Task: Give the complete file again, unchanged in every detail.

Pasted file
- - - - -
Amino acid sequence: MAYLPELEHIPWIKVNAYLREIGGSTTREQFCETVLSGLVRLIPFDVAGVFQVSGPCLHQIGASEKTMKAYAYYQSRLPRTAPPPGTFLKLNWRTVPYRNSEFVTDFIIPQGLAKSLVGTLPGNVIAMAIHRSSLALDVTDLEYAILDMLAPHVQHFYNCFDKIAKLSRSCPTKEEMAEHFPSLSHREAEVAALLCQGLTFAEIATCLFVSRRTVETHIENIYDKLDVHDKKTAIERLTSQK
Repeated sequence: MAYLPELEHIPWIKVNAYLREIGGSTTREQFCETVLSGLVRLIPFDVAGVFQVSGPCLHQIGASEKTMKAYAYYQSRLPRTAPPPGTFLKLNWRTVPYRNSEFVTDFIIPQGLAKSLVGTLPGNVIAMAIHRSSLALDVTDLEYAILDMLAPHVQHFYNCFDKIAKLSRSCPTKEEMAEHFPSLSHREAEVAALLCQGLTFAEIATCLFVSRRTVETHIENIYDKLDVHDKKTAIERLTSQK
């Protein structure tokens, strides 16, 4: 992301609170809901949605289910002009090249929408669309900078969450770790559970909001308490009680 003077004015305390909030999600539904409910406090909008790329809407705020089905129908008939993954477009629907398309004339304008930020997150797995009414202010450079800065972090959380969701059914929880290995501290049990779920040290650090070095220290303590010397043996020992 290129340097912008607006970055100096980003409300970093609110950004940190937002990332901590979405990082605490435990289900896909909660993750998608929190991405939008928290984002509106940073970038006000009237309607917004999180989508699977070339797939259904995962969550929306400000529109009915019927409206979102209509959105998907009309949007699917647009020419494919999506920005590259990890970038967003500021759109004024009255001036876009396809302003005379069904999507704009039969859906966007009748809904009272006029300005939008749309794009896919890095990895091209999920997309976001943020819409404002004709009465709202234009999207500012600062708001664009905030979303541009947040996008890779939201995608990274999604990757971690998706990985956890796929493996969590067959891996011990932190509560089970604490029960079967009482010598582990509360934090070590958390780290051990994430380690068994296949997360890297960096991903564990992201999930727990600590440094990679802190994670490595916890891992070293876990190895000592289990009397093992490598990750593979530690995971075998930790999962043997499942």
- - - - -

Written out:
Amino acid sequence: MAYLPELEHIPWIKVNAYLREIGGSTTREQFCETVLSGLVRLIPFDVAGVFQVSGPCLHQIGASEKTMKAYAYYQSRLPRTAPPPGTFLKLNWRTVPYRNSEFVTDFIIPQGLAKSLVGTLPGNVIAMAIHRSSLALDVTDLEYAILDMLAPHVQHFYNCFDKIAKLSRSCPTKEEMAEHFPSLSHREAEVAALLCQGLTFAEIATCLFVSRRTVETHIENIYDKLDVHDKKTAIERLTSQK
Repeated sequence: MAYLPELEHIPWIKVNAYLREIGGSTTREQFCETVLSGLVRLIPFDVAGVFQVSGPCLHQIGASEKTMKAYAYYQSRLPRTAPPPGTFLKLNWRTVPYRNSEFVTDFIIPQGLAKSLVGTLPGNVIAMAIHRSSLALDVTDLEYAILDMLAPHVQHFYNCFDKIAKLSRSCPTKEEMAEHFPSLSHREAEVAALLCQGLTFAEIATCLFVSRRTVETHIENIYDKLDVHDKKTAIERLTSQK
């Protein structure tokens, strides 16, 4: 992301609170809901949605289910002009090249929408669309900078969450770790559970909001308490009680 003077004015305390909030999600539904409910406090909008790329809407705020089905129908008939993954477009629907398309004339304008930020997150797995009414202010450079800065972090959380969701059914929880290995501290049990779920040290650090070095220290303590010397043996020992 290129340097912008607006970055100096980003409300970093609110950004940190937002990332901590979405990082605490435990289900896909909660993750998608929190991405939008928290984002509106940073970038006000009237309607917004999180989508699977070339797939259904995962969550929306400000529109009915019927409206979102209509959105998907009309949007699917647009020419494919999506920005590259990890970038967003500021759109004024009255001036876009396809302003005379069904999507704009039969859906966007009748809904009272006029300005939008749309794009896919890095990895091209999920997309976001943020819409404002004709009465709202234009999207500012600062708001664009905030979303541009947040996008890779939201995608990274999604990757971690998706990985956890796929493996969590067959891996011990932190509560089970604490029960079967009482010598582990509360934090070590958390780290051990994430380690068994296949997360890297960096991903564990992201999930727990600590440094990679802190994670490595916890891992070293876990190895000592289990009397093992490598990750593979530690995971075998930790999962043997499942």